I met his boyfriend Jay who was quite the counterbalance to him. While my friend can be loud and a bit crazy, Jay is quiet and calm. That being said, he has a wickedly quiet sense of humor. Just when I would worry we might be intimidating him a bit, he would make a comment that showed he was enjoying himself.
I always love getting together with Pedro. He knows me so well. All of those warning signs I did a few weeks ago – he could have written them for me. As we were talking about this and that, Pedro would laugh at how classic “Emmy” that comment was. He would turn to Jay and give another story about when I said something blunt to someone when we were 14 or when I told off a teacher when we were 17.
And every time my kids would do something that would require me to intervene, Pedro would start laughing hysterically. “I can’t believe you’re mom!! You are SO screwed if either of your kids were like you are a teenager!!”
Over the past year, I have been trying to balance the different sides of Emmy you may encounter if you met me in certain situations. But last night, while I was telling stories with Pedro, I realized how much about me has not really changed in the 26 years we have known each other. While I may be wiser due to life experience, having a friend revel in the fact I am still the same person who was his best friend all through elementary, middle school, and high school was somewhat reassuring. I think it is often easy to wonder how much of your younger self you lose as you get older, so to find not much was gone was pretty comforting.
Time also allowed us to have some conversations we never had. Pedro came out to me the night before Garbanzo and I got married. He decided it was time and decided to do it because he had the support of our other gay friends. I recall vividly him pulling me aside, all nervous trying to find the words. I put my hands on his shoulders, looked him in the eyes and said “You’re gay. I know it. I’ve known it for years. I don’t care.” After Pedro picked his jaw up off the ground, we had a conversation that were about 7 years past due.
Since that day, we have often joked about how nervous he was, how secretive he thought he had been. But, we never had a good talk about it. Sunday night, we did. Garbanzo has often been interesting in hearing when our gay friends realized they were gay, so he asked his usual set of questions.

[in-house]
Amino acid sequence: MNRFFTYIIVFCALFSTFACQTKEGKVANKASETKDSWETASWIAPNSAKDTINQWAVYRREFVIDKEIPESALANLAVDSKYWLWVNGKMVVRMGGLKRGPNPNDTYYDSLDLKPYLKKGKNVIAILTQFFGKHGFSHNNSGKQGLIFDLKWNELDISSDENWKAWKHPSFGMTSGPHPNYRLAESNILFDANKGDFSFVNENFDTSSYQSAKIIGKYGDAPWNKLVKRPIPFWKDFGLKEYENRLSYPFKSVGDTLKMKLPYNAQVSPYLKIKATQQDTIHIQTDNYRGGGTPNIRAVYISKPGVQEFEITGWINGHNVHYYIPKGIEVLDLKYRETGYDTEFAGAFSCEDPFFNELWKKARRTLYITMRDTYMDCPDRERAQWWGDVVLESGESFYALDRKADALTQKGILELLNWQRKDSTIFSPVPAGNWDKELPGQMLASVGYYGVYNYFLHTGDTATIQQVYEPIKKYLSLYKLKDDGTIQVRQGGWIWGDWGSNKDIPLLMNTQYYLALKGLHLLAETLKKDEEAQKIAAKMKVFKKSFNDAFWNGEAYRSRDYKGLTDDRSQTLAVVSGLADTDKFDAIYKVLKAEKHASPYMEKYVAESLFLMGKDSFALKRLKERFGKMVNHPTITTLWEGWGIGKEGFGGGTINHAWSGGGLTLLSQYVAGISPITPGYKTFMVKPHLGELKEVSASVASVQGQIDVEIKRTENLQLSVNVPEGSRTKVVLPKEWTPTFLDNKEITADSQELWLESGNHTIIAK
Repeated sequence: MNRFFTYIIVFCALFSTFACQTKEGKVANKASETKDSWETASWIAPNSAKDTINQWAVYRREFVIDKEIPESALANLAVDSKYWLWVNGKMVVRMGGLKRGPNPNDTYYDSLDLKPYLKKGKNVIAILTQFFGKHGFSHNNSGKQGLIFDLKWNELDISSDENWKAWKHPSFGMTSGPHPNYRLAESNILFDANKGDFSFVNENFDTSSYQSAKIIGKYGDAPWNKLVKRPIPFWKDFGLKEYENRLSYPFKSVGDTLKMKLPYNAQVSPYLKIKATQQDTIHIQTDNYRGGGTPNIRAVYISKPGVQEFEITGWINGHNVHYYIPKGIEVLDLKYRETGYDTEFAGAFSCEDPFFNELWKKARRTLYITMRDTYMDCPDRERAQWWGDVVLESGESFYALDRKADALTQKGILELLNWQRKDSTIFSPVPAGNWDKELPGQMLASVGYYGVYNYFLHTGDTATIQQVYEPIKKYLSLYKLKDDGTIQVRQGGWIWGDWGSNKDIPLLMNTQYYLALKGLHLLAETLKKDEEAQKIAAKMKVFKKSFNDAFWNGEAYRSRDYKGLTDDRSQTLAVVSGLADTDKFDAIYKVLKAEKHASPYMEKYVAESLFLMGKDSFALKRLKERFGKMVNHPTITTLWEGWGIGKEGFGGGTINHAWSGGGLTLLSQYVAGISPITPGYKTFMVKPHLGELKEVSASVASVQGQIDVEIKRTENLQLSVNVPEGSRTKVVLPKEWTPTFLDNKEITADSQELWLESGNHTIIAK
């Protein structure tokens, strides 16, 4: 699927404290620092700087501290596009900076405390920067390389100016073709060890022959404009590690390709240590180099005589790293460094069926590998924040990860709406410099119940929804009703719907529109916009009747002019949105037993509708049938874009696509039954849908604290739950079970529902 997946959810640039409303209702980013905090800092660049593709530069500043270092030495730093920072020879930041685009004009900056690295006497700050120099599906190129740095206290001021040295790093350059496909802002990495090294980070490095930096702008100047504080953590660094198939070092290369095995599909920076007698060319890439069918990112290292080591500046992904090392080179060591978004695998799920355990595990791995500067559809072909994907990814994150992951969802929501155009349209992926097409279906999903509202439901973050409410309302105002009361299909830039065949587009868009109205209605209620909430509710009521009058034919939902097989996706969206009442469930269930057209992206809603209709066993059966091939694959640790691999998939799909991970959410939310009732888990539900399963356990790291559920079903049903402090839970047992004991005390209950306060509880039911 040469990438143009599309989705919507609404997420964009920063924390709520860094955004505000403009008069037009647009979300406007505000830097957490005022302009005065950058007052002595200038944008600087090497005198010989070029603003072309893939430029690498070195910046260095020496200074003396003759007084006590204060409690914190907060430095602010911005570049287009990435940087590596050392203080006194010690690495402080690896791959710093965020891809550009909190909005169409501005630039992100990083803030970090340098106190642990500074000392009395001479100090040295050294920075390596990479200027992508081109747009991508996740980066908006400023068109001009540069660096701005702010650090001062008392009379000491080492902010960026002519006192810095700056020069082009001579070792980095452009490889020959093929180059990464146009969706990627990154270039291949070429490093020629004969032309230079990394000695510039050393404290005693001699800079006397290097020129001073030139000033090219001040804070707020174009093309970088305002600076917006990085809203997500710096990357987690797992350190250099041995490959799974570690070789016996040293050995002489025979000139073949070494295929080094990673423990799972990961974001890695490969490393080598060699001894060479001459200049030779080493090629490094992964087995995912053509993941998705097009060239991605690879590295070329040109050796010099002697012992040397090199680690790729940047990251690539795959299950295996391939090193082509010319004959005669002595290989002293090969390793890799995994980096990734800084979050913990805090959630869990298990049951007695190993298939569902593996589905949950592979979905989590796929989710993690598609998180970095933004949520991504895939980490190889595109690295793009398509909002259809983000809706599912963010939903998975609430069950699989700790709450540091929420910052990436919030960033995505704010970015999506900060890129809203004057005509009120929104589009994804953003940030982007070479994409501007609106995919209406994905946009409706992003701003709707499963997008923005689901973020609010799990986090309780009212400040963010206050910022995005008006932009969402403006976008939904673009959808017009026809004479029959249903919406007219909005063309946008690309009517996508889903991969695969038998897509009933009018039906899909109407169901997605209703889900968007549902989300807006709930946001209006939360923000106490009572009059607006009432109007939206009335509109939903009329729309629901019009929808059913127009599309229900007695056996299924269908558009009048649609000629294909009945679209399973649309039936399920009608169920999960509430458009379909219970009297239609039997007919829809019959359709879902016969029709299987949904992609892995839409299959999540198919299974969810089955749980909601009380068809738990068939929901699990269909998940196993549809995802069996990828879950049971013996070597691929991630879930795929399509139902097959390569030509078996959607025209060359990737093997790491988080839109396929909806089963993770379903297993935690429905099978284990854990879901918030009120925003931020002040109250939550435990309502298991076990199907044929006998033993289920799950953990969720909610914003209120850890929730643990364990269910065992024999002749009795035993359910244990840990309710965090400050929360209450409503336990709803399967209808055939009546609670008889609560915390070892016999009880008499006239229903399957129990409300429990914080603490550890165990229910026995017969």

Pedro admitted he was in 2nd grade. His older sister had a “boyfriend” who came over to play at their house, and he remembers just being in love with the guy. He wanted him to be his boyfriend, not his sister’s.
I told Pedro I had confirmation the day he told me in outrage how his girlfriend tried to jump him, and he spent the night running away from her advances. What straight 16 yr old is going to run from the chance of having sex for the first time with the girl he had been dating for a while?
Jay said he never grew out of the boy camaraderie. While the other boys had discovered girls, he found himself having no desire to discover girls. Jay was more interested in the boys.
We had some great conversations around his frustration with being a gay Mexican living in the Southwest. Pedro was adopted by his very white parents. His sister is Chinese while his younger brother is from the Philippines. They were a mixed ethnicity family in the middle of small town Iowa surrounded by white people. Pedro often refers to himself as the whitest Mexican you will ever meet. And it is true. So, living in the Southwest where everyone sees him as a Mexican and not a 36 year old gay man creates some pretty humorous and, in at least one case, dangerous situation. Hearing him rant about it is pretty hilarious. But, for the first time, I heard his desire to actually move. I can’t help but wonder if that is why he brought Jay with him this time – to see what he thought of Portland. Jay loved it, so I can only hope Pedro decides to relocate up here in the near future.
As they left, I was so happy we could get together. I loved, for the first time, seeing Pedro happy, seeing him be totally himself without inhibition – seeing my friend the way I remembered him but more open. It was a good night.